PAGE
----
Because there are so many different sorts of cancer, there are also different sorts of treatment. The doctor always looks for a treatment with the best possible chance of a cure and with the fewest bad side effects.
Doctors all over the world are looking for better and new ways to treat cancer. Who knows one day they will be able to cure all people and nobody will get cancer anymore.
During an operation the tumour, or a big a part as possible, will be removed by the doctor. First your mum or dad is made to go to sleep. This is called anesthesia. Sometimes removing the cancer cells is not enough, so the doctor will remove more, the whole breast, for instance, or a leg or a piece of bowel. Of course, that is not nice at all. People who will have an operation often have to stay in hospital for a while. When they come home, they can be weak from the operation. It might be that your mum or dad cannot do certain things for a while, like lifting heavy things or going upstairs.
Perhaps the doctor will decide to give your mum or dad chemotherapy. Those are medicines that attack the cancer cells. They make the cancer cells unable to divide and destroy them. The annoying part of it is that those medicines also attack healthy cells. Cells in the tummy, for instance, that make your mum or dad feel like being sick, or the hair roots that make your mum or dad become bald. Luckily after some time that will go away. Some mums and dads will be tired for a long time after they have had chemotherapy.
Chemotherapy can be given through an intravenous drip, in pills or as an injection. Mostly your mum or dad will get the medicines in hospital, but sometime it is as pills and they can be taken at home.
A drip, or intravenous drip, is a plastic bag with a thin tube that hangs on a tall pole and a needle goes from the tube into your mum or dad’s arm. Usually there is a box with a sort of counter hanging from the pole too. That shows exactly how many drips of medicine per minute may go through.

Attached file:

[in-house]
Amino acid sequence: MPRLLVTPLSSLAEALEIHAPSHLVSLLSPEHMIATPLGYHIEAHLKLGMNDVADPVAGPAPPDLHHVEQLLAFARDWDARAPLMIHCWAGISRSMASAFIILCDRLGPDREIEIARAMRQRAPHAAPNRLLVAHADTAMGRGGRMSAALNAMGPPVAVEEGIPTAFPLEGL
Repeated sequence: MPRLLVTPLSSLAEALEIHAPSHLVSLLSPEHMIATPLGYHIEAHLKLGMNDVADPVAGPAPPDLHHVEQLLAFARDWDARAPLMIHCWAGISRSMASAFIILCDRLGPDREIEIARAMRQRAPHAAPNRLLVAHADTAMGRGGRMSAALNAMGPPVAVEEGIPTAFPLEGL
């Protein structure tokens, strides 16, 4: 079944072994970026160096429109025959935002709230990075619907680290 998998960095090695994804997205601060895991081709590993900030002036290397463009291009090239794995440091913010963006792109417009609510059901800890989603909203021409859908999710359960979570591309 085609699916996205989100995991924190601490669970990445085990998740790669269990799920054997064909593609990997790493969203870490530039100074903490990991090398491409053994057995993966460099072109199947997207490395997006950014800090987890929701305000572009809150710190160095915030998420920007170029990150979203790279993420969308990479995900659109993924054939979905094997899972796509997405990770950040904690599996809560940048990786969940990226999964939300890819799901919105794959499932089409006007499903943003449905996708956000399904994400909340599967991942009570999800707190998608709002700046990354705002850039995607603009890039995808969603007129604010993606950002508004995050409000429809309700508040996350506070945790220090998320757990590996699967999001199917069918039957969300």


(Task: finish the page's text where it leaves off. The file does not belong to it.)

Sometimes cancer cells give wrong signals to their surroundings. For instance, they tell other cells that they have to grow or that blood vessels need to be made, so that the cancer cells can carry on eating. There are special medicines that can make sure that those wrong signals aren´t sent. That is called targeted treatment. Would you like to know more about chemotherapy? Please ask for the book Chemo-Kasper, if you do. The book is about a boy with cancer but it is also good to read it if your mum or dad has cancer. If the hospital does not know who Chemo-Kasper is, go to www.vokk.nl
Some substances the body makes itself, for instance, hormones, make cancer cells grow faster. Of course, that is not good. That is why your mum or dad sometimes gets a treatment that gets rid of the hormones. This hormone therapy is usually made up of medicines.
Another weird word. Immunotherapy is medicines that make sure that your mum or dad’s body can defend itself better against cancer cell attacks. They try to make the body stronger, so that the cancer cells have less chance to grow.
Stem cell transplantation
If a whole lot of chemotherapy or radiotherapy is needed, stem cells can be damaged. To make sure that there can be new blood cells, there is a treatment called stem cell transplantation. Stem cells are a sort of mother cells from which –once they are grown – various new blood cells can come. Stem cells are in the bone marrow, that is on the inside of the bones. First of all, your mum or dad will have an injection to make the stem cells move from the bone marrow to the blood. Then the stem cells are taken out of the blood and kept. After that your mum or dad will get an awful lot of chemo or radiation and then in the end their cells will be put back again. If everything goes according to plan, the stem cells will grow into healthy blood cells after a while. While this whole treatment is going on, your mum or dad will sometimes have to be in a separate room and you cannot go to visit them. That can last a couple of weeks.